This is the fourth part of a series of articles (see “Scoping an Arduino-Based Irrigation Project”) using an example smart irrigation project to explore the types of questions and design issues most real-world control systems, especially IoT systems, need to address.
As the numbers of connected devices that smart applications use increases, particularly the addition of sensors and actuators, the complexity of keeping the system stable and operating efficiently also increases. This complexity is further amplified when the devices are geographically widespread and the environmental conditions may differ significantly.
To mitigate potentially widening disconnects between the user’s strategic assumptions and the dynamically changing tactical needs of the system, designers need to more deeply explore data logging and analytics. However, not all data is good data, and as the IoT takes hold, developers and designers need to be discerning to avoid data overload.
This article will define three types of data and how to apply them in an irrigation application, but it can be useful for any smart building or industrial application. The core tenets are the same. It will then introduce a controller that can be used in a distributed intelligence architecture, describe its salient attributes with respect to the application, and outline how to get up and running with it.
Smart system data types
Smart systems can support centralized analytics or perform local analysis by handling three types of data: planning, reference, and operational data. Figure 1 shows a block diagram that places the connected controllers and different types of data in relation to each other.
Figure 1: Block diagram showing the three types of data – planning, reference and operational – and their relationship with the various connected controllers within a smart irrigation system. (Diagram drawn using Digi-Key’s Scheme-it®)
While it makes sense for the system controller to be a single point of access for the planning and reference data, it may make more sense for the system controller to distribute some of that data to the connected devices to support local decision making for larger installations.
The user inputs the planning data into the system. This includes configuration settings, device topology, algorithm selection, and scheduling information. This article calls these types of information planning data because it documents what the user wants the system to do. When there are discrepancies in this data, it is a flag for a potential problem between the user’s expectations and how the system is actually set up to perform.
In the context of an irrigation project, the configuration settings might include information about soil type, plant type, sprinkler type, and sun exposure. In contrast, a smart-building application might specify working hours and idle timeouts for environmental and lighting controls. These settings may affect the selection of algorithms. For simpler installations, the algorithms may remain static. More complicated installations can permit changing algorithms based on the weather pattern of the current season.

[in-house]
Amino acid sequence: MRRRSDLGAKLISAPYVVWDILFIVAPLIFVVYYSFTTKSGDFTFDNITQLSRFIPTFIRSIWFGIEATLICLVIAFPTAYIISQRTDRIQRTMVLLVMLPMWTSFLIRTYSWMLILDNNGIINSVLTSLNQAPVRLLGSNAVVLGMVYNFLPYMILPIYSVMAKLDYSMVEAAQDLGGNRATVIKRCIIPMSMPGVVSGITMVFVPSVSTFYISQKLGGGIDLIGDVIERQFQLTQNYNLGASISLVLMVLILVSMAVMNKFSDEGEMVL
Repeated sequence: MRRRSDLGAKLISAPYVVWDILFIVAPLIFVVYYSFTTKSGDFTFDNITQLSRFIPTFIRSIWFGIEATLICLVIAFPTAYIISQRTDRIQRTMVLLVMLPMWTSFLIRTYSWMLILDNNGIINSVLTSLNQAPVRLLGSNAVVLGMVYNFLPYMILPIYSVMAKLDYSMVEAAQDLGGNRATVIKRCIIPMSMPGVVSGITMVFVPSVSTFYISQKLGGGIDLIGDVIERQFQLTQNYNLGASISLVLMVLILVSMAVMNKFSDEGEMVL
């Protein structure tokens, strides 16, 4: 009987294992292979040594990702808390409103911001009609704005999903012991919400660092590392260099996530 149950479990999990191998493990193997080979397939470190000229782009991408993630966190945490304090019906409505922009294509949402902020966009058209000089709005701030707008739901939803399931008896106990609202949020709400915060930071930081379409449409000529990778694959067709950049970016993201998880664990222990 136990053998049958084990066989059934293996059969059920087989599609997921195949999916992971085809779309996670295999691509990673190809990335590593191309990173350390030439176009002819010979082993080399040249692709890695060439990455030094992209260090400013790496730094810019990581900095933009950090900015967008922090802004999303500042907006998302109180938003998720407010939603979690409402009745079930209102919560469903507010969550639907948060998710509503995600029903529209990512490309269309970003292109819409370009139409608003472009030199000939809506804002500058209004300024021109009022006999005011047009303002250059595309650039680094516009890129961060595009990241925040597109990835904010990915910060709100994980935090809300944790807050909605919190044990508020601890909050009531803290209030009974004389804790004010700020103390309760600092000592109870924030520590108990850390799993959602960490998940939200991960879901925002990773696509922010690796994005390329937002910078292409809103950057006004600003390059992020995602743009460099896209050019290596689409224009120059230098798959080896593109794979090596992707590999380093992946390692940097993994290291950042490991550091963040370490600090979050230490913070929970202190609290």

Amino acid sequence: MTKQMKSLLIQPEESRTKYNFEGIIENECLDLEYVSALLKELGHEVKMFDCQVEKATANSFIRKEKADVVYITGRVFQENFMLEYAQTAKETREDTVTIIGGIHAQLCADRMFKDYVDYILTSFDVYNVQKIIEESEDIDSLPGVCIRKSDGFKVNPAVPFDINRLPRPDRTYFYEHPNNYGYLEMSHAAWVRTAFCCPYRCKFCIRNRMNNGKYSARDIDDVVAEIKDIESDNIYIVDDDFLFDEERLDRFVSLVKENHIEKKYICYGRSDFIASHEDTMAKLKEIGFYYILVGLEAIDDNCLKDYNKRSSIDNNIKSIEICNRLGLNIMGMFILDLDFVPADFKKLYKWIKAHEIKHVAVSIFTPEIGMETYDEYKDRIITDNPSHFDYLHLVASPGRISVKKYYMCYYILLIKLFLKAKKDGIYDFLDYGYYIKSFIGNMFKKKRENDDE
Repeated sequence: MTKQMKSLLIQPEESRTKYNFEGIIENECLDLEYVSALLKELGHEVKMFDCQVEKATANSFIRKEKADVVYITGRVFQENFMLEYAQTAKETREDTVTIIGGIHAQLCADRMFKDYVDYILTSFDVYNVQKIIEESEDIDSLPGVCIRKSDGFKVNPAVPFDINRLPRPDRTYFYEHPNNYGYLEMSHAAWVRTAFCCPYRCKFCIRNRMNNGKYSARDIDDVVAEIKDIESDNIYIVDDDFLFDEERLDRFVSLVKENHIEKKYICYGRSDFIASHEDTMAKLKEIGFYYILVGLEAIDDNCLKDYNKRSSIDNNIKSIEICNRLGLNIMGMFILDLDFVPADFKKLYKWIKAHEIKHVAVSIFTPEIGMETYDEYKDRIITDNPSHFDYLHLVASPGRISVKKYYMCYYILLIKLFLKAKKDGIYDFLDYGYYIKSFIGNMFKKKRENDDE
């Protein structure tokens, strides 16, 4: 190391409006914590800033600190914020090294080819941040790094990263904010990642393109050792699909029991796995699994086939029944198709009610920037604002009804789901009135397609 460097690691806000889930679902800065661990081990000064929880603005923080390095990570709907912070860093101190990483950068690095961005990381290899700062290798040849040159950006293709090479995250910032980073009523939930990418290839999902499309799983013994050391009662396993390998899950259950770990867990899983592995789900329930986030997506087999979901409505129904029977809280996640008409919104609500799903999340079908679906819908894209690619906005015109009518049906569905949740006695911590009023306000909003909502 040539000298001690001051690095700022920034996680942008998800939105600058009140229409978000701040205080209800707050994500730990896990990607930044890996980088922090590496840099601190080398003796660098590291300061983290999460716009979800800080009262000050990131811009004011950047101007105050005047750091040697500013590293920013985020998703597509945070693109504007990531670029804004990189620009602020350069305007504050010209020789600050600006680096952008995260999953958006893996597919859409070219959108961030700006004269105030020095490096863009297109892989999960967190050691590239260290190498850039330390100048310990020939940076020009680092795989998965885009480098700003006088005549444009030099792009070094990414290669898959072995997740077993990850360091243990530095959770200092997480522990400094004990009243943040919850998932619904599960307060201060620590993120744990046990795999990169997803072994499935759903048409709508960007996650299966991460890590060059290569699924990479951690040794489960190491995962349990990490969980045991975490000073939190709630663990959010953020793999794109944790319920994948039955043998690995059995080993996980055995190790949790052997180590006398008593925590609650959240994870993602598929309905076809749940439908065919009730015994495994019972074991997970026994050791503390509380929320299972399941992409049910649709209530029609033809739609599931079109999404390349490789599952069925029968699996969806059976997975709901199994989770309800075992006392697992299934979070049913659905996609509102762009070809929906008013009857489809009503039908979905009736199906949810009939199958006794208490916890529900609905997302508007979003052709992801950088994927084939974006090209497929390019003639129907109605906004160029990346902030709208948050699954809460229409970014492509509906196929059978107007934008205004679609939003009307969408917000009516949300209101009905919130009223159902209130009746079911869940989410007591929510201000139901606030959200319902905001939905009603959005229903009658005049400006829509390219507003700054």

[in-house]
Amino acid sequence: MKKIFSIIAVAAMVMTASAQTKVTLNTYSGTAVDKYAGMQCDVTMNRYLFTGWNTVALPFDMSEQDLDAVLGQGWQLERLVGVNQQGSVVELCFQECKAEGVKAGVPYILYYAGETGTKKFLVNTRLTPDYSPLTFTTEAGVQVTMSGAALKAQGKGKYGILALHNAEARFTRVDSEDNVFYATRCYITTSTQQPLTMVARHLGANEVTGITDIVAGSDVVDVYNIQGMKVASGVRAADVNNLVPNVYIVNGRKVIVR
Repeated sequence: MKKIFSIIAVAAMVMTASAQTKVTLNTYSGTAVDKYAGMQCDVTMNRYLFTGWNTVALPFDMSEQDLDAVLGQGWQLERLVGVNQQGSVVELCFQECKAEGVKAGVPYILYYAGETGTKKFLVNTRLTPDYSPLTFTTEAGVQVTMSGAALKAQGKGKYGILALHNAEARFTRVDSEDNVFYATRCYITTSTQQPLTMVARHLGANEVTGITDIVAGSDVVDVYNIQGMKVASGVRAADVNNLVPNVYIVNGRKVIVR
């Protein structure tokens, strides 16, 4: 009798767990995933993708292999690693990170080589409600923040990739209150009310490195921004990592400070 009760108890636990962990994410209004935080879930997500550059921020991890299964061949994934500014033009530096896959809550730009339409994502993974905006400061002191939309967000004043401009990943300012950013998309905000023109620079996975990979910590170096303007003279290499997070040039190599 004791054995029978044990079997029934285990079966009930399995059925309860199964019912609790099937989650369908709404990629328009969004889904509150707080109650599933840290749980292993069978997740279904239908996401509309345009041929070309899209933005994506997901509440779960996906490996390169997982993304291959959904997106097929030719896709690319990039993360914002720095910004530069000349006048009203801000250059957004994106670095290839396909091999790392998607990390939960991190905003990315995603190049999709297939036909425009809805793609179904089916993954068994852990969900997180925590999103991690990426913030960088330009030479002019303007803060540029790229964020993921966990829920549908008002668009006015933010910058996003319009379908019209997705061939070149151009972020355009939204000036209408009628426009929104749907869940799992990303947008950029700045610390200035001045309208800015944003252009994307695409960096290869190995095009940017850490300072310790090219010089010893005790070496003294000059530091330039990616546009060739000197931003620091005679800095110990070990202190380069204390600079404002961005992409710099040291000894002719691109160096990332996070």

Documenting the topology of the connected devices may enable synergy between adjacent stations so that they can take advantage of the operation of each other. For example, in irrigation, knowing that it is windy might afford some efficiency by irrigating starting from the upwind stations and working downwind with the understanding that the delivered moisture may bleed from one station to the next, resulting in shorter watering times.
Plan versus execution
Reference data consists of historical and forecast data that provides a baseline for any follow-up analysis of the system’s performance. The historical data can be stored in a locally or remotely accessed database depending on its size and complexity. The forecast data provides the basis for predicting what environmental changes the system may need to respond to in the short term. If there is little-to-no deviation in the forecast data to the historical data, then the system is probably going to perform as expected. However, there is a good chance there will eventually be deviation between the operational data and the historical or forecast data, and that this deviation will increase over time. As this occurs, the operator needs to re-evaluate the planning data to better accommodate those differences.
The easiest way to acquire historical data is to collect the operational data and store it for future reference. This provides the most value when the operational environment experiences a regular cycle of changes, such as a changing of the seasons, while the plant and soil mixture remain stable.
Access to accurate forecast data of how the environment will change supports the highest efficient operation of a smart system. For smart irrigation systems, there are a number of weather forecast services available for reference. These companies combine access to a large network of weather stations with an extensive database of weather information to provide the most relevant information for where the irrigation system is located. For smart building applications, an example of accessing forecasting data is when the system integrates with the meeting scheduling systems, such as for conference rooms.
Operationally tie it together
The operational data represents the heart of the data logging activity, and it associates the two other types of data with the tactical reality of the here and now. The active algorithms will be making resource and actuator decisions based on the collected sensor data. In larger installations, it may make sense to also store the collected sensor data for later analysis.
The process of logging the collected sensor data enables the production and validation of consumption reporting. Consumption reporting lets the user know how much the system is improving efficiency and determine whether it is delivering the value that justified installing it in the first place.